Temperature plays a big part in our comfort, and while we can’t control the temperature outdoors, there is some expectation that indoor environments be manipulated to maintain a comfortable temperature at all times.  

In the past few decades, we have relied heavily on air conditioning to make hot Australian summers more bearable, but with energy prices skyrocketing and green awareness growing, we’re starting to look for techniques and technologies that keep buildings cool without using power, otherwise known as passive cooling.

Passive cooling is the least expensive means of cooling a home and has the lowest environmental impact, working to minimise heat gain from the external environment rather than just ‘covering it up’ with cold air-con.  Not only are passive cooling solutions environmentally friendly and cost-effective in the long run, many are also attractive additions to an existing design.

According to the South Carolina Energy Office, carefully positioned trees can save up to 25% of household's energy consumption.  However, this solution isn’t always practical for densely populated urban areas where space is at a premium.  Living green walls and roof systems, such as these from Elmich Australia, can substantially improve a building’s insulation qualities and reduce the amount of heat transfer whilst also improving air quality and on-site water retention.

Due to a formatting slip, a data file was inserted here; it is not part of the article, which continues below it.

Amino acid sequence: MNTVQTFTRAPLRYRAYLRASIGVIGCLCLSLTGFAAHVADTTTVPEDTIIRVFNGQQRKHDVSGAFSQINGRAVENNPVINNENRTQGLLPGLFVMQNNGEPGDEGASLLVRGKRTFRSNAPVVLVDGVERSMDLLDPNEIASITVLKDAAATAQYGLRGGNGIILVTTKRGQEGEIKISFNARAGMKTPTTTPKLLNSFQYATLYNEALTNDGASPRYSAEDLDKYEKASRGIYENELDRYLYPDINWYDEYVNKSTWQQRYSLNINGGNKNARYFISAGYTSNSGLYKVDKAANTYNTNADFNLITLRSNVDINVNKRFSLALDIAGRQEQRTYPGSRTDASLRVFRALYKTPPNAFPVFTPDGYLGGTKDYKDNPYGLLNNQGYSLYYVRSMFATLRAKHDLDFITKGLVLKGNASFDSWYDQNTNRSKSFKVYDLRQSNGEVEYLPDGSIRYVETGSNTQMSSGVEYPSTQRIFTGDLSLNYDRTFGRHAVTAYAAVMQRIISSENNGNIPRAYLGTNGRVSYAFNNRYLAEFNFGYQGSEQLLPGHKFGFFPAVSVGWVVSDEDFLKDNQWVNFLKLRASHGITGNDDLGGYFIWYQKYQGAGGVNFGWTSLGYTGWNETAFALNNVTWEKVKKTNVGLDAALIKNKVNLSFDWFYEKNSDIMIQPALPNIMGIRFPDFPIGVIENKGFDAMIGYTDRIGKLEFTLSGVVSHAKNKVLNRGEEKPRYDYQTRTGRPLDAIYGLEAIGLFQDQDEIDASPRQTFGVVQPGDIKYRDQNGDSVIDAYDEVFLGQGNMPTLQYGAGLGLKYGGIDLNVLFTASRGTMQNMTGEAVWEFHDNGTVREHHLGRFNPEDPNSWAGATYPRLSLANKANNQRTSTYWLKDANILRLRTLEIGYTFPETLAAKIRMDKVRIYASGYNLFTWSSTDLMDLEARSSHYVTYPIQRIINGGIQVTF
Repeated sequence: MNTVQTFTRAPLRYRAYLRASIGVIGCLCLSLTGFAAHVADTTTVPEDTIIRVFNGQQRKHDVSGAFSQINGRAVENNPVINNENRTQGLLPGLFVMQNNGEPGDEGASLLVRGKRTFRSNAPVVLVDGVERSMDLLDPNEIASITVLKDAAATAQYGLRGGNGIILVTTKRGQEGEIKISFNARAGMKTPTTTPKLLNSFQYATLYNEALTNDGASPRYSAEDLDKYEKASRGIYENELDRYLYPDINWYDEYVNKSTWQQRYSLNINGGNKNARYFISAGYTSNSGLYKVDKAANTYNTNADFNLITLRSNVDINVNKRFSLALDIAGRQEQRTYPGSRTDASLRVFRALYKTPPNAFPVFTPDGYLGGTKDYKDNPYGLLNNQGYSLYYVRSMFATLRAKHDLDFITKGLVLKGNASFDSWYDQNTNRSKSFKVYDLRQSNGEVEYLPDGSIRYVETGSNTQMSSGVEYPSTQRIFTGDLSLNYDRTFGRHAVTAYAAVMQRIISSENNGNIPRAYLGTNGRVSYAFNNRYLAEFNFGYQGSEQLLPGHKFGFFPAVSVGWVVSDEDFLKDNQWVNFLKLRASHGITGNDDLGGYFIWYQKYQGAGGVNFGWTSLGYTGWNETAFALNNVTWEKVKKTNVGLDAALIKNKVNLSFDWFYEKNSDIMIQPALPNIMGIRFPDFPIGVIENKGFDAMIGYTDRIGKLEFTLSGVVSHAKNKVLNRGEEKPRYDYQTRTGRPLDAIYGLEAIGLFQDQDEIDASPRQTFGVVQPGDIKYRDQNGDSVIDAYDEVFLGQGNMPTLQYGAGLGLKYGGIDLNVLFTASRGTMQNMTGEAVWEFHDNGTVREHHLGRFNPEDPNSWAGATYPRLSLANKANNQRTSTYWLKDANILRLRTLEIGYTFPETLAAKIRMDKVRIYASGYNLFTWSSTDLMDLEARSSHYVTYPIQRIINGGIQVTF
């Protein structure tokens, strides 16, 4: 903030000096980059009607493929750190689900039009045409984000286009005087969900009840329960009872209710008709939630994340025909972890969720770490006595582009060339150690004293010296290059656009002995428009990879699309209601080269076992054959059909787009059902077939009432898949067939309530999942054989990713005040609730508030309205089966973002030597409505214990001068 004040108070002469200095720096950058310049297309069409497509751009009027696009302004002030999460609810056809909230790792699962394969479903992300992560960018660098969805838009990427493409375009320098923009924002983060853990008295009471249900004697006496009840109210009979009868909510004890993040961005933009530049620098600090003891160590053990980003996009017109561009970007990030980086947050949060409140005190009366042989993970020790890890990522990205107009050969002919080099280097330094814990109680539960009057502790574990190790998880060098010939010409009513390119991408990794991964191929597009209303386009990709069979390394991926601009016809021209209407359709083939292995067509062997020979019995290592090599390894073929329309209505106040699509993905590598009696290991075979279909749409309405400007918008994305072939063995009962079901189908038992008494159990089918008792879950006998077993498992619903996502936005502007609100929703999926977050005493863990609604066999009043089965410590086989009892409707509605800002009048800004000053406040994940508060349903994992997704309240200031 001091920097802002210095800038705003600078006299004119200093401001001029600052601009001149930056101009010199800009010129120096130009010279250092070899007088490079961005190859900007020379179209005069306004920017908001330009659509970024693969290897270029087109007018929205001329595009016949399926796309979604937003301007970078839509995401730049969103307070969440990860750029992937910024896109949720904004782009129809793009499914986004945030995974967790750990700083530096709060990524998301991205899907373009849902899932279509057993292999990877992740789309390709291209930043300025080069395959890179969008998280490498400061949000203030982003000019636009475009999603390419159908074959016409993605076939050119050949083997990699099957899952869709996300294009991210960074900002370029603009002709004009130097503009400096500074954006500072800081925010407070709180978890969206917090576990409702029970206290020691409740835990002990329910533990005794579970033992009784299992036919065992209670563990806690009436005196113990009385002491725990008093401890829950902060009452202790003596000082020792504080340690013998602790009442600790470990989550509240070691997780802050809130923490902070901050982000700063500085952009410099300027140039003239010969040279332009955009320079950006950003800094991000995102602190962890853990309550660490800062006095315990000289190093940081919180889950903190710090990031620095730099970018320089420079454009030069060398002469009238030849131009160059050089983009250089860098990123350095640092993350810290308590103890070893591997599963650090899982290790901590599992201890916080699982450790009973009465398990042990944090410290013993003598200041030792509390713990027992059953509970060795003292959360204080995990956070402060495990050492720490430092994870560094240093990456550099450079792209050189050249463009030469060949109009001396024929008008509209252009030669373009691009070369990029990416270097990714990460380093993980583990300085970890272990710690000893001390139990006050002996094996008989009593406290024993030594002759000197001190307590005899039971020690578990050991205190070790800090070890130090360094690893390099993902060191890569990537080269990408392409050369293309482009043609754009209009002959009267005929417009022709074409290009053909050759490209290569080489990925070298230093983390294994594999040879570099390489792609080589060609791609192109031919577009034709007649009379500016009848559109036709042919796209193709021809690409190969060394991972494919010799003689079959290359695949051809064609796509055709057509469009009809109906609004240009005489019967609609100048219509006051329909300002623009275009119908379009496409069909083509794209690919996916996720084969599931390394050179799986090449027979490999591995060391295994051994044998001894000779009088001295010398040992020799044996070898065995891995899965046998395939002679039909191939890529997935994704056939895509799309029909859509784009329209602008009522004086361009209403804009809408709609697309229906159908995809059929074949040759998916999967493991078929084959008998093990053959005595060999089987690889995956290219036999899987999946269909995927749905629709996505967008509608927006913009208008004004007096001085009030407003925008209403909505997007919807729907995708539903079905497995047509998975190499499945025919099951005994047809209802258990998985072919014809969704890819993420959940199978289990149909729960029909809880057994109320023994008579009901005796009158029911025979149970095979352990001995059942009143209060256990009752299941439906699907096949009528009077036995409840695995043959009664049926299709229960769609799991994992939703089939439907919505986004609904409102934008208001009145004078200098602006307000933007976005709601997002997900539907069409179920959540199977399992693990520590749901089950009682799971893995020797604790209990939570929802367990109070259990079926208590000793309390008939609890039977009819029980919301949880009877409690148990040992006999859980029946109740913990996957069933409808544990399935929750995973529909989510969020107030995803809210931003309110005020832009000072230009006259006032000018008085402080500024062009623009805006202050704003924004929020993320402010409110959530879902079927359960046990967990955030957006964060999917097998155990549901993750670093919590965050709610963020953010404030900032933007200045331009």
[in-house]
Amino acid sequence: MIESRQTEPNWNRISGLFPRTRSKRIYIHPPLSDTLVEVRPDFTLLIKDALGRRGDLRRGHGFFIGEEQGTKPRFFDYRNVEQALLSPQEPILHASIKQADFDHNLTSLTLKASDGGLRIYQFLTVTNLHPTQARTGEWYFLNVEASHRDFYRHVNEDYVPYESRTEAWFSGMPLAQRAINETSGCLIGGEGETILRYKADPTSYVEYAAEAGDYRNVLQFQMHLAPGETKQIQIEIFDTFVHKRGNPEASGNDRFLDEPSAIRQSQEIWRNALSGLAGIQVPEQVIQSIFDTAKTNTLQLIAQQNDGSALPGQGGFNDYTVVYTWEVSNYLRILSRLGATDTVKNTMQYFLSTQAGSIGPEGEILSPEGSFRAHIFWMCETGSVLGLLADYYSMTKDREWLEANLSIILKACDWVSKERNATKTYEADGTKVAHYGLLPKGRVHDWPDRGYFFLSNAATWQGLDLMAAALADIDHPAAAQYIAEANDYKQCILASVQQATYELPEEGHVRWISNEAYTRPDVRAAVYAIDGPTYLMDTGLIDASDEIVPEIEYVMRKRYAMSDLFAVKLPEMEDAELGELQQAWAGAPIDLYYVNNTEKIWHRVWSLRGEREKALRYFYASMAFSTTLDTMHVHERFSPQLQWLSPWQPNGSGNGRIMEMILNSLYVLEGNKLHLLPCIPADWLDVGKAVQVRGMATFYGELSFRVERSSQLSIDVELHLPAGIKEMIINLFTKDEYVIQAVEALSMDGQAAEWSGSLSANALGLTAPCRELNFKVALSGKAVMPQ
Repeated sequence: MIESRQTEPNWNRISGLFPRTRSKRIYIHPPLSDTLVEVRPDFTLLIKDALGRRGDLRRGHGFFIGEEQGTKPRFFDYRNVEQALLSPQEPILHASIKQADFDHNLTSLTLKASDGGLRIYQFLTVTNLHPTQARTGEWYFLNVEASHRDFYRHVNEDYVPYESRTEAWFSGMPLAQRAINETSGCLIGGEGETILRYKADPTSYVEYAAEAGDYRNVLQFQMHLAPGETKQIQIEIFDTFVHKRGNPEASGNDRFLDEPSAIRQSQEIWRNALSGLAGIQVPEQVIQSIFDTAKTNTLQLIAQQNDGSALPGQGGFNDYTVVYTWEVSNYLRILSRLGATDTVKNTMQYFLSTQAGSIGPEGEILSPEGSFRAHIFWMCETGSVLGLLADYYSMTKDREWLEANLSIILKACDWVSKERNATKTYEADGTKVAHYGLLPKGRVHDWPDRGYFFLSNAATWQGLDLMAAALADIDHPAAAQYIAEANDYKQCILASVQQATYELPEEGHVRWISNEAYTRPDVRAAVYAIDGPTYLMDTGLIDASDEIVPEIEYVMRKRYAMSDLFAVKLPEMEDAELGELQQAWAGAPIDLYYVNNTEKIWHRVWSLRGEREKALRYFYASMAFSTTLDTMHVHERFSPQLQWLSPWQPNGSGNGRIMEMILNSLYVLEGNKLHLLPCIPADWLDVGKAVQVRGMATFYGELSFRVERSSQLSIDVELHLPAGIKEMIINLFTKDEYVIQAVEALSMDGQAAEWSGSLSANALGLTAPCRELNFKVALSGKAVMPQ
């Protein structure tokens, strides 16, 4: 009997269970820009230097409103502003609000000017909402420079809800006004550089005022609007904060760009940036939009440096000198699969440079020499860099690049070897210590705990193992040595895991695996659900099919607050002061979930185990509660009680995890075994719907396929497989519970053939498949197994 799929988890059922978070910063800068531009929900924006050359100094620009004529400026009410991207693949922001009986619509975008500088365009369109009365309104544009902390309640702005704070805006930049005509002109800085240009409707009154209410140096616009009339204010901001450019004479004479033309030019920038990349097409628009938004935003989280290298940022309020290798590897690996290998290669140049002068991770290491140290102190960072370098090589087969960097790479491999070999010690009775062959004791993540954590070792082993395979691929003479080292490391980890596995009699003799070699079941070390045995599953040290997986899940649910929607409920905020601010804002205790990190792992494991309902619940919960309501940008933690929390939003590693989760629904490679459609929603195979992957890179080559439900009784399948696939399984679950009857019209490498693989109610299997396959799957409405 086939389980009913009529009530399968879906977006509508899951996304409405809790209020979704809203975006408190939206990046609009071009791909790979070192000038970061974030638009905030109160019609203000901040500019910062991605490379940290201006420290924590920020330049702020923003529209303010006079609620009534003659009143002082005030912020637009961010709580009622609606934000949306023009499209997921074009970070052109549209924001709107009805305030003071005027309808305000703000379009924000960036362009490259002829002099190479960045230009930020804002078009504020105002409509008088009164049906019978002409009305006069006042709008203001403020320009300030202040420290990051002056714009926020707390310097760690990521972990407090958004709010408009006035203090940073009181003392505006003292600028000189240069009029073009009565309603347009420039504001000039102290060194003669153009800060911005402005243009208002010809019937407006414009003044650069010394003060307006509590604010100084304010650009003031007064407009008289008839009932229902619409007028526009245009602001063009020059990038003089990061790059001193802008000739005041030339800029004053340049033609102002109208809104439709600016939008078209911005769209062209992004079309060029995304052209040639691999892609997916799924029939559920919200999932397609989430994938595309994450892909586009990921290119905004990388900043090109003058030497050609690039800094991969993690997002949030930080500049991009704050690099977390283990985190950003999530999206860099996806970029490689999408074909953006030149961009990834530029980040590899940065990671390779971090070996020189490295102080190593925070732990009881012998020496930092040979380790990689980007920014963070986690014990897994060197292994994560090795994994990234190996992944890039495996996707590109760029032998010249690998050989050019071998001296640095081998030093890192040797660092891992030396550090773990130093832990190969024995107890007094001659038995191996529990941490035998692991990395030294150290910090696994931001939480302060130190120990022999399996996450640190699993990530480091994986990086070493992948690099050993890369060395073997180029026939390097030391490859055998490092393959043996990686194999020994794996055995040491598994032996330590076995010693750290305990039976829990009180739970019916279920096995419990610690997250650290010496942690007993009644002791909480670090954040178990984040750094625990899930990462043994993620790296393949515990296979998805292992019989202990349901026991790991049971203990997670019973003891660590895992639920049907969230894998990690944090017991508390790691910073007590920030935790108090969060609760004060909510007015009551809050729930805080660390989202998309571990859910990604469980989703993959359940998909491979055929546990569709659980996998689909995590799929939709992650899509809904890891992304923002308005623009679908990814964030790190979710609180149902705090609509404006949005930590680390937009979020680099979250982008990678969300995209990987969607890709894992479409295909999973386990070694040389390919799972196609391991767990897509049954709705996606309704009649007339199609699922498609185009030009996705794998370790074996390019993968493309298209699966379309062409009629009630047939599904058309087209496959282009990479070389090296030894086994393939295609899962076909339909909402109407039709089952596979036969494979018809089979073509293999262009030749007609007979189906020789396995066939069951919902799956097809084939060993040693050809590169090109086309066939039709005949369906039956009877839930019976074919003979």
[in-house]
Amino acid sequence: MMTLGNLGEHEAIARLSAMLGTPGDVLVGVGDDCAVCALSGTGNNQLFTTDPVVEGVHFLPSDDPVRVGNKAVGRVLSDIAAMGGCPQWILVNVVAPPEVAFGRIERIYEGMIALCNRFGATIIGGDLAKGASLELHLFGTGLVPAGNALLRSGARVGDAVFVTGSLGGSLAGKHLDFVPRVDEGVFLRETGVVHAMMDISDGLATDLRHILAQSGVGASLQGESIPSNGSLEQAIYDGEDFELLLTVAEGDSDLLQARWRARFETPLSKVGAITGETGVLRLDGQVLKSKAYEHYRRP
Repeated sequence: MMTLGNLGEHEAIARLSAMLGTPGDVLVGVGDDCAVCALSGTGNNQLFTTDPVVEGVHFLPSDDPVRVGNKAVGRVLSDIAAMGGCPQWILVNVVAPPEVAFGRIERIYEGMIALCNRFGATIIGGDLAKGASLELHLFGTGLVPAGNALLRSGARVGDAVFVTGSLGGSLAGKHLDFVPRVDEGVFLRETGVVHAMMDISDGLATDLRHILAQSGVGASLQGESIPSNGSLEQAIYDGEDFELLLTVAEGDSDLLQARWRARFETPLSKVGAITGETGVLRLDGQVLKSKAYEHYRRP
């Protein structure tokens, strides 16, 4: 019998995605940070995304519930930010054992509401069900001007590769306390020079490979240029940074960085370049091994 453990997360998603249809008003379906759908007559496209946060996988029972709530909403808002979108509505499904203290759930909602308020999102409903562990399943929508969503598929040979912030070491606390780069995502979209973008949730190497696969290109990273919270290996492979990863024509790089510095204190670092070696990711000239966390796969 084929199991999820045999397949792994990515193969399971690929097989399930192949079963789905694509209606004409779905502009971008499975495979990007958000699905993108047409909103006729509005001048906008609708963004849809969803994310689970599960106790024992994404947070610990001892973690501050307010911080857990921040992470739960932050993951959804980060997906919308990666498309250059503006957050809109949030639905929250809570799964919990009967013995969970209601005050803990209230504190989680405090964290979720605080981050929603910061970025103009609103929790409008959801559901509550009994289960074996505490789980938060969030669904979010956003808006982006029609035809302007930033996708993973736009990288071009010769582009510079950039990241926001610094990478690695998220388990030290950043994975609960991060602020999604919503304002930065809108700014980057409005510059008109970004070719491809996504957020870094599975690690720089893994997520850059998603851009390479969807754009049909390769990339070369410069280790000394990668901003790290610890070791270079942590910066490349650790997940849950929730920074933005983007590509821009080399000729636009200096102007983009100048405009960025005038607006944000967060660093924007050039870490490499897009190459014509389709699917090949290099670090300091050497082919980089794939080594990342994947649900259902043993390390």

Increasing the amount of shade on a building’s facade is an obvious way to promote cooling, with as much as half of the heat gain in a building coming from unshaded windows.  Whilst an office or room may be artificially cooled to 21 degrees through the use of air-conditioning, areas near windows can reach upwards of 37 degrees or more, with the conflicting temperatures causing discomfort and bodily confusion.  

Installing shades or awnings over these windows reduces the amount of heat penetrating the building.  UV resistant fabrics like those used by Sunbrella also protect those inside from the harmful effects of sunlight, offering 98% protection from UV rays.

It is well known that white-coloured objects reflect heat and research released by the University of Melbourne has confirmed the cost- and heat-saving benefits of white roofs and exteriors.  But if white walls aren’t in line with your vision, heat reflective paints and coatings can help lower the internal temperatures of buildings by up to 20 degrees.  

Solar Cool, manufacturer of Insultec heat reflective coatings, applied the product to a large industrial building with a metal roof in Brisbane, that was displaying a temperature of 55.8°C on the underside of the roofing. After the roof was coated with the heat reflective paint the temperature was measured at 38°C, significantly dropping the internal temperature.

These are just some of the many passive cooling options available for those who don’t want to rely on their air conditioner for comfort all summer and are looking for ways to reduce their energy costs and environmental impact.